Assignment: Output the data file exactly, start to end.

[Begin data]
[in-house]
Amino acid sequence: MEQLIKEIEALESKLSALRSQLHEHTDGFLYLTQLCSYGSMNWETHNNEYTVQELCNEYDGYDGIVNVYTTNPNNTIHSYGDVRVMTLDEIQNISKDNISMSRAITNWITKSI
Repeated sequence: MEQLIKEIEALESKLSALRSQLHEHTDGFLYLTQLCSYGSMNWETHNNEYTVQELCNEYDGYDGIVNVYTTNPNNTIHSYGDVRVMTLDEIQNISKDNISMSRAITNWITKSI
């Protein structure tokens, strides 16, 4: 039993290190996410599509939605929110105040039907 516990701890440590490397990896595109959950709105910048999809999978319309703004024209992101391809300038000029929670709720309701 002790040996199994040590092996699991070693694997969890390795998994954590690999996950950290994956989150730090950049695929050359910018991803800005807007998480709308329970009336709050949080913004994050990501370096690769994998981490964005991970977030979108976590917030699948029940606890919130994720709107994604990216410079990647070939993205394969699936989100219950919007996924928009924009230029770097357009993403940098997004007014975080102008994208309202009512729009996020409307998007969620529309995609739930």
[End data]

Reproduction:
[in-house]
Amino acid sequence: MEQLIKEIEALESKLSALRSQLHEHTDGFLYLTQLCSYGSMNWETHNNEYTVQELCNEYDGYDGIVNVYTTNPNNTIHSYGDVRVMTLDEIQNISKDNISMSRAITNWITKSI
Repeated sequence: MEQLIKEIEALESKLSALRSQLHEHTDGFLYLTQLCSYGSMNWETHNNEYTVQELCNEYDGYDGIVNVYTTNPNNTIHSYGDVRVMTLDEIQNISKDNISMSRAITNWITKSI
């Protein structure tokens, strides 16, 4: 039993290190996410599509939605929110105040039907 516990701890440590490397990896595109959950709105910048999809999978319309703004024209992101391809300038000029929670709720309701 002790040996199994040590092996699991070693694997969890390795998994954590690999996950950290994956989150730090950049695929050359910018991803800005807007998480709308329970009336709050949080913004994050990501370096690769994998981490964005991970977030979108976590917030699948029940606890919130994720709107994604990216410079990647070939993205394969699936989100219950919007996924928009924009230029770097357009993403940098997004007014975080102008994208309202009512729009996020409307998007969620529309995609739930």